state-transition tables

October 12, 2020

I was reading Wikipedia the other day (as you do) and found out about state-transition tables.

Basically, state transition tables show how a state machine transitions between different states. It's an alternative to drawing a state diagram that helps you find holes in your logic.

Wikipedia shows some pretty abstract tables, so I'm going to model a vending machine instead. To simplify things, we'll serve a single drink for a single quarter. The idealized version of the interaction with this machine (the "happy path") is:

  1. Put a quarter in
  2. Press the button for the drink you want
  3. Get the drink

To implement this, we have to manage two independent pieces of state: whether you've put money in the machine and whether it has at least one drink left to vend.

Let's model the interaction above with a one-dimensional state-transition table. Using only one dimension keeps the modeling as simple as possible while still capturing enough detail to be useful: we have a column each for input, current state, next state, and side effects. To find out what happens after an event you just find the input and current state rows you care about and look at the matching next state and side effect. For our vending machine, it might look like this:

InputCurrent StateNext StateSide Effect
Insert QuarterNo Money, Some DrinksSome Money, Some Drinks-
Hit ButtonSome Money, Some DrinksNo Money, Some DrinksVend Drink

But, of course, we have to model what happens when we do things that are not on the happy path. Unfortunately, the one-dimensional version of the table doesn't give us a great view of that!

To figure out where we have holes, we need to add more dimensions. Let's reorganize our states along the vertical axis and inputs along the horizontal axis to get a two-dimentional state-transition table.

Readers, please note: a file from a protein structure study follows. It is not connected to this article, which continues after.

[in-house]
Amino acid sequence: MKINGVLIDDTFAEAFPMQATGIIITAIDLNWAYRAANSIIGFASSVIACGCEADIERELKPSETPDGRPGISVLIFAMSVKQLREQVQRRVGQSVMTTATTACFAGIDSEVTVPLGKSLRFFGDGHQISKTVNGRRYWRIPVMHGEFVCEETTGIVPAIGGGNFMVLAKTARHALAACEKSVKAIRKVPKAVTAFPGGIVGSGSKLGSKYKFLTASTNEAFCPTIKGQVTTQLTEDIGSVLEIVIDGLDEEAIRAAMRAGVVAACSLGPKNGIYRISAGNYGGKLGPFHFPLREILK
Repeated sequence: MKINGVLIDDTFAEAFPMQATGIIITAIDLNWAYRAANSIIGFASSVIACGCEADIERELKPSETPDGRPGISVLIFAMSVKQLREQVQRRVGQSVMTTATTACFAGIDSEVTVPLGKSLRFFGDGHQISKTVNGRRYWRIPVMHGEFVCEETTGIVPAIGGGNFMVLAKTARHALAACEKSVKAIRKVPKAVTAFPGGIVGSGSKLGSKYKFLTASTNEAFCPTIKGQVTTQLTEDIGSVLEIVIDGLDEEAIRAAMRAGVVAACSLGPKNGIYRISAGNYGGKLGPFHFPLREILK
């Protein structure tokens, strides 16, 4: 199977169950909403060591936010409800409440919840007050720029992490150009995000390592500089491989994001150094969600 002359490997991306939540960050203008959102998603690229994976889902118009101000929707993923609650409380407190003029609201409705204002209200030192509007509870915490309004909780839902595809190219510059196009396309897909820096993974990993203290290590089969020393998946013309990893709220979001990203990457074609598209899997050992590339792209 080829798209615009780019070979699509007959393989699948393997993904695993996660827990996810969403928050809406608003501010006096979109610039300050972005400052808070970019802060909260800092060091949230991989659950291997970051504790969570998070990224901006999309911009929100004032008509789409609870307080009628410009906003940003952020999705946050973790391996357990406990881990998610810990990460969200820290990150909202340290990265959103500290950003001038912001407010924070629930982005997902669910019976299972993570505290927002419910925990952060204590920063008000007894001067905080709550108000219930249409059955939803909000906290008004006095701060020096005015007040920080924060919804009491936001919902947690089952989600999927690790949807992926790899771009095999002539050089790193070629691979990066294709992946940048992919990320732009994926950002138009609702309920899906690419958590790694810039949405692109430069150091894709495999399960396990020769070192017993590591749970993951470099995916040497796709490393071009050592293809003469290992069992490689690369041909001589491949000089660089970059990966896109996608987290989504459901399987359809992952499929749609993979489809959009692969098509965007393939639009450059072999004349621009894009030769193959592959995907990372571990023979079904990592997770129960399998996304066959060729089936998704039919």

To read this table, match the current state along the vertical axis with the input along the horizontal. Our next state and side effects live in the intersections (I've separated them with a /):

↓ Current State / Input →Insert QuarterHit Button
No Money, Some DrinksSome Money, Some Drinks / Nothing
Some Money, Some DrinksNo Money, Some Drinks / Vend Drink
No Money, No Drinks
Some Money, No Drinks

And we see, uh... problems. When we look at things this way, it's clear that we've only defined two of the possible 8 outcomes! Writing things down in an orderly way revealed that we haven't specified all of the possibilities implied by our modeling.

Let's fill the rest out. To make things easier, when the state stays the same or there's no side effect I've marked -:

↓ Current State / Input →Insert QuarterHit Button
No Money, Some DrinksSome Money, Some Drinks / -- / Beep
Some Money, Some Drinks- / Refund QuarterNo Money, Some Drinks / Vend Drink
No Money, No Drinks- / Refund Quarter- / Beep
Some Money, No Drinks??????

But when we fill things out, we can see that we have a potentially weird situation: what if we somehow have some money, but no drinks? The state machine should prevent that, since there's no new state field that could create this situation. But it's feasible to get there either via programming (for example, by modeling the state as two independent fields) or hardware issues (for example, someone prying open the machine to leave quarters in an atypical act of vandalism.)

Our modeling has revealed this undefined behavior way before we got to the code parts of our application, and the hardest part was making a table and looking for empty cells. Now I can take this same table to a stakeholder or domain expert and have a productive conversation about what they think should happen.

I'd call that a win for just a little time spent modeling!

(oh, and bonus: if you're using Elm, the one-dimensional form here is probably pretty familiar. "Input, Current State, Next State, Output" does the same job as update : msg -> model -> ( model, Cmd msg )!)

Thanks to Charlie Koster and Richard Feldman for reviewing drafts of this post.